Similar to other fruit, tropical fruit may be either sweet or savoury. Good examples are bananas and plantains, both are important staples for people in tropical countries, as well as a source of income. Bananas and plantains belong to the genera Musa and Ensete (family Musaceae). The Musaceae are native to Southeast Asia and have some African native species as well. Interestingly, Musa species are the largest perennial non-woody plants on Earth. Plantains are usually cooked or baked before consumption, whereas bananas are the sweet dessert fruit well know to most of us. There are many different cultivars available with a wide variation of fruit type and quality. However, all require warm weather, full sun and moist but well drained soil for good growth and fruit production. Bananas and plantains are among the most important food plants in the tropics, whether in Southeast Asia, Africa or South and Central America, but are most heavily exported from Central America.
In many developing countries fruit have great importance as food crops. Both mango and papaya are fine examples of fruit with much nutritional and culinary value. Mango trees (Mangifera indicaca) are large flower-producing trees in the Cashew family (Anacardiaceae). The Mango trees are native to Southeast Asia and India, where there is also much production of cultivated fruit. Outside the tropics, mangoes are now cultivated in subtropical and Mediterranean climates. The mango fruit is sweet and fleshy, and can be eaten fresh or prepared in various ways, for example, as mango chutneys. The Mango trees are tough and quite easy to grow in warm climates.
However, Papaya tree (Carica papaya) can only be grown in tropical climates. Given the right conditions, this fruit tree grows rapidly from seed to tree, and the tree then produces a yellow or orange fruit. The fruit of the Papaya tree is a large berry, the papaya, with many seeds surrounded by fruit flesh. The papaya is consumed as a fresh fruit and fruit jam or as a boiled vegetable using the unripe fruit. The Papaya tree is indigenous to southern Mexico, Central and South America, and is rather short-lived while growing well in full sun and good drainage.
The Granadilla (Passiflora edulis) is a large woody vine belonging to the family of Passion Flowers (Passifloraceae) and native to South America. The Granadilla produces white flowers that after fertilization develop into a sweet and juicy fruit, the passion fruit. The passion fruit is a rich source of antioxidants, essential minerals and vitamins, as well as dietary fibre. The fruit is purple or yellow on the outside, with a juicy pulp on the inside. The natural fruit juice is very aromatic. The fruit is very sweet, and best enjoyed as a fresh, ripe fruit or as a sweet liquid, jelly or dessert. The Granadilla is widely grown in tropical and warm climates around the globe, and is consequently an invasive species in certain places such as Hawaii and New Zealand where natural enemies are lacking. There are many other species of Passion Flowers that produce edible fruit, the most important of these being the fruit of the Giant Granadilla (P. quadrangularis).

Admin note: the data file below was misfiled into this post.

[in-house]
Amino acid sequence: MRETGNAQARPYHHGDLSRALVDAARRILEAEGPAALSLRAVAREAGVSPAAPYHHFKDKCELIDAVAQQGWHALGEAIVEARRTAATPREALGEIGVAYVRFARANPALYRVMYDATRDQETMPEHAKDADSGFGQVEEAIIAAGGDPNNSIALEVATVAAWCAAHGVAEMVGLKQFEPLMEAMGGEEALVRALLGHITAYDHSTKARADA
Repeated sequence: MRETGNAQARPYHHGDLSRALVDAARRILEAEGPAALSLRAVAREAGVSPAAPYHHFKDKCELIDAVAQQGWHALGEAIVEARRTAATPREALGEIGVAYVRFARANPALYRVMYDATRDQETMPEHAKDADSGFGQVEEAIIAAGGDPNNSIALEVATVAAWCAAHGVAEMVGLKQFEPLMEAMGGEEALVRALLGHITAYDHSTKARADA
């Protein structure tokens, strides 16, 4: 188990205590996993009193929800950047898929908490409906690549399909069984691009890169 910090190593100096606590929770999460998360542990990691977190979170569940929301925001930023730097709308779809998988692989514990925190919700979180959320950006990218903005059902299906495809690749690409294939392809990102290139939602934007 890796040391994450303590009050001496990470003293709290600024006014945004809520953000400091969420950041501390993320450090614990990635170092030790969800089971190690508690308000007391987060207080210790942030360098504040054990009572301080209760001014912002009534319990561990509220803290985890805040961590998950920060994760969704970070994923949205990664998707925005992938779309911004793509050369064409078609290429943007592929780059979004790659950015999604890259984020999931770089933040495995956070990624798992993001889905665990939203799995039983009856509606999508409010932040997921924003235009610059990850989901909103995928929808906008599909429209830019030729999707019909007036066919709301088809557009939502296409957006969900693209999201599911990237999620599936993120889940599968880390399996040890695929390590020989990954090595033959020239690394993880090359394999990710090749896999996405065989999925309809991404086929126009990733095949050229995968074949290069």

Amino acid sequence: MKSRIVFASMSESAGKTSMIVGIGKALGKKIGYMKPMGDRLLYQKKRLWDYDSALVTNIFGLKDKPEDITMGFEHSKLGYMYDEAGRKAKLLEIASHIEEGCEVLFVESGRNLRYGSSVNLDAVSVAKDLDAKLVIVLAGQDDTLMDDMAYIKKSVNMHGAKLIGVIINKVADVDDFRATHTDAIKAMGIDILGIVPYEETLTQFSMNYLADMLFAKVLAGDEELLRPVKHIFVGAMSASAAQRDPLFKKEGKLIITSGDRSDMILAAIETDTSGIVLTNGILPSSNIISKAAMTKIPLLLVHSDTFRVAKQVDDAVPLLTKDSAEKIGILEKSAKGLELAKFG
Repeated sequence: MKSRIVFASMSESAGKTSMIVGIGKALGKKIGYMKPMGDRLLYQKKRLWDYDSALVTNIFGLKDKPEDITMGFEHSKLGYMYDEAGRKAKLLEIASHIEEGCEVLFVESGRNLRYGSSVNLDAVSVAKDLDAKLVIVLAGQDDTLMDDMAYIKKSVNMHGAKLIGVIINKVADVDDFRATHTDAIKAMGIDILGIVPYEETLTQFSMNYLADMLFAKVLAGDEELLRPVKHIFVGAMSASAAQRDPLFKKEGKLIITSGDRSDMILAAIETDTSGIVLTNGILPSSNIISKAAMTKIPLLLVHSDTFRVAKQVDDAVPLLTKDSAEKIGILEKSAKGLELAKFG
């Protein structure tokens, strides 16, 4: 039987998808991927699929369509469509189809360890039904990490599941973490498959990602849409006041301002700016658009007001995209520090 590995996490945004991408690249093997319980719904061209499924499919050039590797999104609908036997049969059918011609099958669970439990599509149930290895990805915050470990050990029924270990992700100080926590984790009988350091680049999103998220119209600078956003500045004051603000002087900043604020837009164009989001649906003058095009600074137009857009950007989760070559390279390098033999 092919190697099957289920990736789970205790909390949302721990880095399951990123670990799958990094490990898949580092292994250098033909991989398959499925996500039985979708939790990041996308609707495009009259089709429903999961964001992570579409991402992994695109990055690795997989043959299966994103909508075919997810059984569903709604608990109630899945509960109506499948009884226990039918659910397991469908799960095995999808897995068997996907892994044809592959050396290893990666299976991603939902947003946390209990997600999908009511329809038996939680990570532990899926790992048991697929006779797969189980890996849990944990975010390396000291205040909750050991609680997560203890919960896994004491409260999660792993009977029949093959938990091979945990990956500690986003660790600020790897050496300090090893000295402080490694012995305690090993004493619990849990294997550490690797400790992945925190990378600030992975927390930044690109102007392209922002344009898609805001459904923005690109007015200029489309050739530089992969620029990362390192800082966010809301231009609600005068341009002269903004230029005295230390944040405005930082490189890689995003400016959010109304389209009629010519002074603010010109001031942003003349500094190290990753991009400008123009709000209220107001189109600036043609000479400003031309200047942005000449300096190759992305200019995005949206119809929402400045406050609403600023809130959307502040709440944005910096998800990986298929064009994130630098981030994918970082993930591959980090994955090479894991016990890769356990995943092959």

People living in the tropics can buy fresh or dried fruit in their local food market, and sometimes even handpick fruit from local trees. However, tropical fruit is often transported a long distance to reach foreign markets. Nowadays, there is an increased variety of fresh tropical fruit available in western supermarkets. Even as far north as Iceland, fresh mangoes have recently become available in local markets. Whereas, imported bananas have been a part of our diet for decades and some bananas are even grown here in geothermal greenhouses. Most importantly, wherever you live in the world, eat plenty of fruit!
Apr 14, 22 01:05 PM
Sérsniðnar ferðir sem vísa þér leið um innlend gróðurlendi um leið og þú nýtur náttúru og fegurðar landsins.
Apr 14, 22 12:22 PM
Customized tours guiding you through the native vegetation of Iceland, enjoying the nature and beauty of Iceland.
Feb 09, 22 11:40 AM
Gróðurfréttir frá Þund, netrit um grasafræði, vistfræði og græn málefni
Skáðu þig á póstlistann - Sign up for the newsletter